Among the dizzying array of potentially game-changing innovations on display this week at the International Consumer Electronics Show in Las Vegas, BASF — along with Haier, a global manufacturer of household appliances, and Astronautics Corporation of America — are presenting a proof‑of‑concept wine cooler refrigerated by a magnetocaloric heat pump.
A magnetocaloric heat pump — a cooling device based on magnetocaloric materials, which heat up when put into a magnetic field and cool down when removed — is a more efficient and environmentally friendly alternative to traditional compressor-based refrigeration technology. In the magnetocaloric heat pump, heat is transferred from the cold interior of the wine cooler to the warm surrounding air by shuttling a water‑based coolant through the magnetocaloric materials as they go in and out of the magnetic field.
Theoretical studies demonstrate that refrigeration systems based on the magnetocaloric effect can be up to 35 percent more energy-efficient than vapor compression systems. They are also less noisy due to the absence of a compressor, and use water-based coolants rather than gaseous refrigerants.
“Together with our research colleagues who are well-experienced in functional materials as well as in systems solutions and modelling, we developed this innovative class of materials,” explains Andreas Riehemann, Managing Director of BASF New Business GmbH. “Together with our partners we can develop tailor-made functional materials for our customers’ cooling applications.”
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The magnetocaloric materials, which BASF will sell under the Quice® brand, consist of abundant and affordable raw materials. They feature high performance across the whole range of temperatures relevant to refrigeration as well as high volume stability under operating conditions.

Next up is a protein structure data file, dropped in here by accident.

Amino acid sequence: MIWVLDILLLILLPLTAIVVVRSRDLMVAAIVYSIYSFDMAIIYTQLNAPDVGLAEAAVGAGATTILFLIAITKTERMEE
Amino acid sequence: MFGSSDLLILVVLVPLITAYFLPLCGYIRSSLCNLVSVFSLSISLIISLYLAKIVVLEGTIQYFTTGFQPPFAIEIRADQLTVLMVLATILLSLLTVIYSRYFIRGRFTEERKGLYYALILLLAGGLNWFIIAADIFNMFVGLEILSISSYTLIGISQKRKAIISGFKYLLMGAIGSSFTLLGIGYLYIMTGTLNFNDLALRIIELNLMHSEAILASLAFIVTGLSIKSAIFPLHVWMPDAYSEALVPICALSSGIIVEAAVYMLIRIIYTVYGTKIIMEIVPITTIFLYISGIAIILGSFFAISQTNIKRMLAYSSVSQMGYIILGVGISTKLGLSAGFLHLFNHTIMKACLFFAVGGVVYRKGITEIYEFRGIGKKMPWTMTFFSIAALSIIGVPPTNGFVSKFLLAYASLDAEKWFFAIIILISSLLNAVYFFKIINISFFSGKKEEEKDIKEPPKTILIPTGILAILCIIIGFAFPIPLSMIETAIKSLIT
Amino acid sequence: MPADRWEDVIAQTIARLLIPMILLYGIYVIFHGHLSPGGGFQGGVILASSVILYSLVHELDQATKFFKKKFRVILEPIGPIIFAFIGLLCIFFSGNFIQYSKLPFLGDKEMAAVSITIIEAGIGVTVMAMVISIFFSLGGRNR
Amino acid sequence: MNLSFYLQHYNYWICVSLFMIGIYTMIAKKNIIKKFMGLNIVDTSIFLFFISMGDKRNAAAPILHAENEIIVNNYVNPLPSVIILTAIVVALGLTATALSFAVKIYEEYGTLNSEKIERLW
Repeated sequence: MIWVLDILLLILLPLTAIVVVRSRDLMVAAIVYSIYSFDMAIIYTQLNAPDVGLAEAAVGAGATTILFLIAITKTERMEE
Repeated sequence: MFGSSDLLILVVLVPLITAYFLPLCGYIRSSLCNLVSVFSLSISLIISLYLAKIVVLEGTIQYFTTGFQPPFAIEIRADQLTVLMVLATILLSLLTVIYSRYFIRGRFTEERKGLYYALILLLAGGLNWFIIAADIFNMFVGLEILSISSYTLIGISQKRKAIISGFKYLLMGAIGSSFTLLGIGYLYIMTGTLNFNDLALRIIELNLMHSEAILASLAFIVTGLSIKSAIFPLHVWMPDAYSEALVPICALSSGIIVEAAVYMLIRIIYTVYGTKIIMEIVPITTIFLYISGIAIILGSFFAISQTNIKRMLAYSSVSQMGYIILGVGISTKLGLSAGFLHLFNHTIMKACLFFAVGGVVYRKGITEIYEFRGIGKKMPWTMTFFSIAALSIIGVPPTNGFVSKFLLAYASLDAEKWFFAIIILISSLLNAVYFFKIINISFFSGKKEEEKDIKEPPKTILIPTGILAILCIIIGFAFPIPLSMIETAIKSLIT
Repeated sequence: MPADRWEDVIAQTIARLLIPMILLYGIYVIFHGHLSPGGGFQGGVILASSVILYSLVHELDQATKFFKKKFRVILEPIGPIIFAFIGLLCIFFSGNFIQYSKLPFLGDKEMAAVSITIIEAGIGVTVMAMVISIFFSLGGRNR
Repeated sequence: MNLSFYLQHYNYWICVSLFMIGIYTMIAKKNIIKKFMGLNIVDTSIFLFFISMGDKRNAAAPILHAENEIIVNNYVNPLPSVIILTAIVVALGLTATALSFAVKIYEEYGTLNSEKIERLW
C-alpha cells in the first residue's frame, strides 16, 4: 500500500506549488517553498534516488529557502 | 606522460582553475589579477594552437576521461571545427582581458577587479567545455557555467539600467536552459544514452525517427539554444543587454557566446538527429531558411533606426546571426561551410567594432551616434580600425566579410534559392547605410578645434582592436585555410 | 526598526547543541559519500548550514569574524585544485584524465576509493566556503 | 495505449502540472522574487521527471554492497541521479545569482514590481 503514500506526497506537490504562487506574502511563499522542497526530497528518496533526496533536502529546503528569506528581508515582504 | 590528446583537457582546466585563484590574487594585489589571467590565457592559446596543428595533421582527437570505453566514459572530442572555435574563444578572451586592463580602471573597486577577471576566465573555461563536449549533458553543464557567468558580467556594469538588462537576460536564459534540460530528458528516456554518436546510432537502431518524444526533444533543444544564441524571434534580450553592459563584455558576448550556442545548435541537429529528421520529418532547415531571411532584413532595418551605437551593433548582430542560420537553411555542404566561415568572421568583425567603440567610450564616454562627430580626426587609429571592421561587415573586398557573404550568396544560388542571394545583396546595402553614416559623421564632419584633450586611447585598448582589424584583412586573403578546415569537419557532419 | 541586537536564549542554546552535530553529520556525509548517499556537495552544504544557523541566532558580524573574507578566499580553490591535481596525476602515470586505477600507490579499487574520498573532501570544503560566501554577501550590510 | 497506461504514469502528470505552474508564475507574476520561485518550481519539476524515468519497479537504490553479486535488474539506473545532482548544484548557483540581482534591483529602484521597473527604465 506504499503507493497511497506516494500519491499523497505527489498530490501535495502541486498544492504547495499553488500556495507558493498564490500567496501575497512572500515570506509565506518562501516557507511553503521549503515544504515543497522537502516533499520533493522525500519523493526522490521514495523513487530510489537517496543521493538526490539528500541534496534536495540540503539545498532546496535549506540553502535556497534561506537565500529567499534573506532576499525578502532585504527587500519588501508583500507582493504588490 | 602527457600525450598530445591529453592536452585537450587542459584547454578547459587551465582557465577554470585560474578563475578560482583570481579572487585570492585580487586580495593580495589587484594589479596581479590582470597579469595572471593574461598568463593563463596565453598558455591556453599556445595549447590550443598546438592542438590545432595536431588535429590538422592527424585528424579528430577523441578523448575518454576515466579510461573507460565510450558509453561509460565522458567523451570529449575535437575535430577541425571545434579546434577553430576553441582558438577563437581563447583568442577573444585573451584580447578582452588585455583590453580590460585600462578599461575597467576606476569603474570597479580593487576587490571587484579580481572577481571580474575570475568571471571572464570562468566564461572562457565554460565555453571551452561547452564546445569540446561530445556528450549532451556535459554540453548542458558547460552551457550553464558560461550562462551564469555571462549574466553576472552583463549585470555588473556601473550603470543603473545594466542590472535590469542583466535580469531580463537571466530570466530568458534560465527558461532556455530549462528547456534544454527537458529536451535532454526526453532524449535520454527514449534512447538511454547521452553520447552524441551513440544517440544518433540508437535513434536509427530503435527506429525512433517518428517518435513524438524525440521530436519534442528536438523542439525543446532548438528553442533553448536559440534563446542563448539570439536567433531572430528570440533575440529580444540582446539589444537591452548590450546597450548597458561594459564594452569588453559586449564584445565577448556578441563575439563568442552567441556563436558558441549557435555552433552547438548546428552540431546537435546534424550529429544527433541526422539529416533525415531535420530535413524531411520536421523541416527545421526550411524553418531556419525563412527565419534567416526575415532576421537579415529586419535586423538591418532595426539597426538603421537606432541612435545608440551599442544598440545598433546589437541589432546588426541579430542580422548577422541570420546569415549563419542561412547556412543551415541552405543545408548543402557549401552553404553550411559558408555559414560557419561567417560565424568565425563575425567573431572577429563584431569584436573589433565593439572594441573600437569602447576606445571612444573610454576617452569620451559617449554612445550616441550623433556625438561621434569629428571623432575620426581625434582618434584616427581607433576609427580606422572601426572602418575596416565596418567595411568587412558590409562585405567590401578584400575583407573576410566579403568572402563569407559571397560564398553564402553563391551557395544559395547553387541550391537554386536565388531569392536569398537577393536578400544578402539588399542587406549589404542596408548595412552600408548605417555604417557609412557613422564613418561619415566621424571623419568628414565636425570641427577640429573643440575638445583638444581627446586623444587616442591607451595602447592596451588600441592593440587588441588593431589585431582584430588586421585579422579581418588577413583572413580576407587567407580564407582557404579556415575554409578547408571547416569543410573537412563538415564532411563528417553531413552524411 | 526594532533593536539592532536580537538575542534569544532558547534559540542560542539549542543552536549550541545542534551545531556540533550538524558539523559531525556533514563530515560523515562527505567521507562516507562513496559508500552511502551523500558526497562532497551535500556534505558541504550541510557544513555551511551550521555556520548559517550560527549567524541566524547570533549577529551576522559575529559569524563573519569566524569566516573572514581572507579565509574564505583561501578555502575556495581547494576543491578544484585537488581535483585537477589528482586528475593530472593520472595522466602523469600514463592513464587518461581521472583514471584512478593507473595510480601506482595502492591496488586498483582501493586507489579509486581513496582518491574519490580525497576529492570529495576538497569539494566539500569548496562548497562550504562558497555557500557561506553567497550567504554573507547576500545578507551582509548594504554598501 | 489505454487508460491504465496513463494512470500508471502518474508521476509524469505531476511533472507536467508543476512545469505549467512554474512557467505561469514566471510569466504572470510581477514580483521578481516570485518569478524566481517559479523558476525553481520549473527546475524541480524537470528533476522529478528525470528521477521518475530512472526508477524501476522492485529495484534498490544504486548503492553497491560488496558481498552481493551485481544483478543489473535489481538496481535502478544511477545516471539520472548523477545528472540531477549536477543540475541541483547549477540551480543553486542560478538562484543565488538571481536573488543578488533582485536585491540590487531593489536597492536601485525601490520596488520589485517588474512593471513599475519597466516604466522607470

Astronautics Corp provided the expertise to integrate the new materials into the magnetocaloric heat pump. “By operating an integrated wine cooler prototype, we demonstrate that magnetocaloric technology has the potential to revolutionize the cooling industry,” says Dr. Steven L. Russek, director of the Astronautics Technology Center in Madison, Wisconsin.
Using BASF’s magnetocaloric materials, Astronautics developed the magnetocaloric heat pump and, along with Haier, integrated it into the prototype wine cooler.
“The investment in the world’s first magnetocaloric wine cooler symbolizes Haier’s determination to be truly customer-focused and forward-thinking,” says Dr. Tao Xie, Director of Disruptive Technology of the Haier America Tech Center in Evansville, Indiana. “We are constantly challenging ourselves for disruptive ways to deliver new user experiences and be socially responsible for the community and the environment. The magnetocaloric wine cooler prototype shows great promise to help our customers save energy, cut utility bills, and reduce operating noise. As an environmentally friendly technology that produces zero ozone depleting gases or greenhouse gases, it is a technology Haier is aggressively pursuing.”
The partnership plans to continue developing the technology, with the goal of having Haier bring the compressor-free cooling alternative to market within the next couple of years.
BASF is collaborating on a number of other materials that could revolutionize their respective industries: The chemical giant is developing a combined migration and grease barrier on recycled cardboard with Schuster, which could be a game changer for fast-food packaging; and jointly developing renewable sources of superabsorbent polymers — polymers that can absorb and retain extremely large amounts of a liquid relative to their own mass, commonly found in products ranging from diapers and other hygiene products — with Novozymes and Cargill.